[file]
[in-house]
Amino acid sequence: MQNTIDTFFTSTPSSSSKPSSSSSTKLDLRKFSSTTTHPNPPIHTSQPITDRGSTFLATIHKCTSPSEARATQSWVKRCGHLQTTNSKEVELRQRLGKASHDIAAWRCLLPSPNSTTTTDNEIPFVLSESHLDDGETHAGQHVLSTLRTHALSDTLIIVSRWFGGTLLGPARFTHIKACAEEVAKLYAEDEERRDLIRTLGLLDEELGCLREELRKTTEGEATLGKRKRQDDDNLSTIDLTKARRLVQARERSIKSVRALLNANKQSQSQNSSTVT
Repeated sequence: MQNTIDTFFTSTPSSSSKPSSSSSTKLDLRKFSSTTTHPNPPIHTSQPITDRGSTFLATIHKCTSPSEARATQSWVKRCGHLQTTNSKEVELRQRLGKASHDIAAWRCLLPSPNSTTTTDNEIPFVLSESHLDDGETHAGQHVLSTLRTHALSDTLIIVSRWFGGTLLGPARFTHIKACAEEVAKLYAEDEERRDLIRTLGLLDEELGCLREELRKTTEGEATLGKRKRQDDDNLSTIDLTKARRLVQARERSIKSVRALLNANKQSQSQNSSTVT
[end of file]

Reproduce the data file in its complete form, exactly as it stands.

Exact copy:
[in-house]
Amino acid sequence: MQNTIDTFFTSTPSSSSKPSSSSSTKLDLRKFSSTTTHPNPPIHTSQPITDRGSTFLATIHKCTSPSEARATQSWVKRCGHLQTTNSKEVELRQRLGKASHDIAAWRCLLPSPNSTTTTDNEIPFVLSESHLDDGETHAGQHVLSTLRTHALSDTLIIVSRWFGGTLLGPARFTHIKACAEEVAKLYAEDEERRDLIRTLGLLDEELGCLREELRKTTEGEATLGKRKRQDDDNLSTIDLTKARRLVQARERSIKSVRALLNANKQSQSQNSSTVT
Repeated sequence: MQNTIDTFFTSTPSSSSKPSSSSSTKLDLRKFSSTTTHPNPPIHTSQPITDRGSTFLATIHKCTSPSEARATQSWVKRCGHLQTTNSKEVELRQRLGKASHDIAAWRCLLPSPNSTTTTDNEIPFVLSESHLDDGETHAGQHVLSTLRTHALSDTLIIVSRWFGGTLLGPARFTHIKACAEEVAKLYAEDEERRDLIRTLGLLDEELGCLREELRKTTEGEATLGKRKRQDDDNLSTIDLTKARRLVQARERSIKSVRALLNANKQSQSQNSSTVT